- Category : 1894-births
- Type : GP
- Profile : 6/2 - Role Model / Hermit
- Definition : Single
- Incarnation Cross : LAX Wishes 2
French artist, photographer and writer, whose work was both political and personal, and often undermined traditional concepts of gender roles. Though Cahun's writings suggested she identified as 'agender,' most academic writings use feminine pronouns when discussing her and her work, as there is little documentation that gender neutral pronouns were used or preferred by the artist.
Claude was the niece of an avant-garde writer Marcel Schwob and the great-niece of Orientalist David Léon Cahun. She was brought up by her grandmother, Mathilde Cahun.
She began making photographic self-portraits as early as 1912 (aged 18), and continued taking images of herself through the 1930s.
Around 1919, she changed her name to Claude Cahun, after having previously used the names Claude Courlis (after the curlew) and Daniel Douglas (after Lord Alfred Douglas).
During the early 1920s, she settled in Paris with her lifelong partner and step-sibling Suzanne Malherbe. For the rest of their lives together, Cahun and Malherbe (who adopted the name "Marcel Moore") collaborated on various written works, sculptures, photomontages and collages. The two published articles and novels, notably in the periodical "Mercure de France", and befriended Henri Michaux, Pierre Morhange and Robert Desnos.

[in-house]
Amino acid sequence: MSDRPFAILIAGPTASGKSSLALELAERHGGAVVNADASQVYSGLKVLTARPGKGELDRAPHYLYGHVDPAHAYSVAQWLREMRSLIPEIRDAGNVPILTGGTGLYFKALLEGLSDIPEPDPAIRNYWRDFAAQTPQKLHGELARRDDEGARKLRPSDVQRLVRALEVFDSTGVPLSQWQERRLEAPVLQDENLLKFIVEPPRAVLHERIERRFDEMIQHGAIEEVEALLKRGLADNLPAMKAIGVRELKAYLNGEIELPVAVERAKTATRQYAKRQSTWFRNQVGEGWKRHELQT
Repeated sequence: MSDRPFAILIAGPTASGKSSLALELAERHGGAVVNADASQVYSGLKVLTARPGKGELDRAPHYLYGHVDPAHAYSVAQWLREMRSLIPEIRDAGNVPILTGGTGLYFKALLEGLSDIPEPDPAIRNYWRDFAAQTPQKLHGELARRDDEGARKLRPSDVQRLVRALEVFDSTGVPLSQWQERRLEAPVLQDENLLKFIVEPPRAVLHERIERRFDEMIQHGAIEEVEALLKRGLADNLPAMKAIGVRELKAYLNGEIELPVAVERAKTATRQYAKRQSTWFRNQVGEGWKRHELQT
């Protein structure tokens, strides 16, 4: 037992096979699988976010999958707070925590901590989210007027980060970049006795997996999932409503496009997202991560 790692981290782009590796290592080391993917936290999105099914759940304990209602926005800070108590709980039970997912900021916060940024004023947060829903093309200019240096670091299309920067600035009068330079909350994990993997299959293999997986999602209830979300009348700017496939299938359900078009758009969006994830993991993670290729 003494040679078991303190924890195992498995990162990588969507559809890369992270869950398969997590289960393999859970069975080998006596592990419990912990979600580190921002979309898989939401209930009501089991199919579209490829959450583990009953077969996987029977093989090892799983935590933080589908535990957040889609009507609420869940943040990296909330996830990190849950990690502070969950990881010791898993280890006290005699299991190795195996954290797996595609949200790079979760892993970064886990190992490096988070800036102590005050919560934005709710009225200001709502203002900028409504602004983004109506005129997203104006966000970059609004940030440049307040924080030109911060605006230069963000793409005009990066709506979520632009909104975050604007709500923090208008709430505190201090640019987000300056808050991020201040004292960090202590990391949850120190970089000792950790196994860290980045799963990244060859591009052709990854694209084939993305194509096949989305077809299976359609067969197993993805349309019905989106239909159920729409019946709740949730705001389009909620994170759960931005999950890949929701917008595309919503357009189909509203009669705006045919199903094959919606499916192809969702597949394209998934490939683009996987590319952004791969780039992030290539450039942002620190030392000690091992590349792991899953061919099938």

Around 1922, Claude and Malherbe began holding artists' salons at their home. Among the regulars who would attend were artists Henri Michaux and André Breton and literary entrepreneurs Sylvia Beach and Adrienne Monnier. In 1929, Cahun translated Havelock Ellis' theories on the third gender.
In 1932, she joined the Association des Écrivains et Artistes Révolutionnaires, where she met André Breton and René Crevel. Following this, she started associating with the surrealist group, and later participated in a number of surrealist exhibitions, including the London International Surrealist Exhibition (New Burlington Gallery) and Exposition surréaliste d'Objets (Charles Ratton Gallery, Paris), both in 1936. In 1935, she took part in the founding of the left-wing group Contre Attaque, alongside André Breton and Georges Bataille.
In 1937, Cahun and Malherbe settled in Jersey. Following the fall of France and the German occupation of Jersey and the other Channel Islands, they became active as resistance workers and propagandists. Fervently against war, the two worked extensively in producing anti-German fliers. In 1944, Cahun was arrested and sentenced to death, but the sentences were never carried out. However, Cahun's health never recovered from her treatment in jail, and she died on 8 December 1954. She is buried in St Brelade's Church with her partner Suzanne Malherbe.
Cahun's collected writings were published in 2002 as "Claude Cahun – Écrits" (edited by François Leperlier).
In 2007, English popstar David Bowie created a multi-media exhibition of Cahun’s work in the gardens of the General Theological Seminary in New York.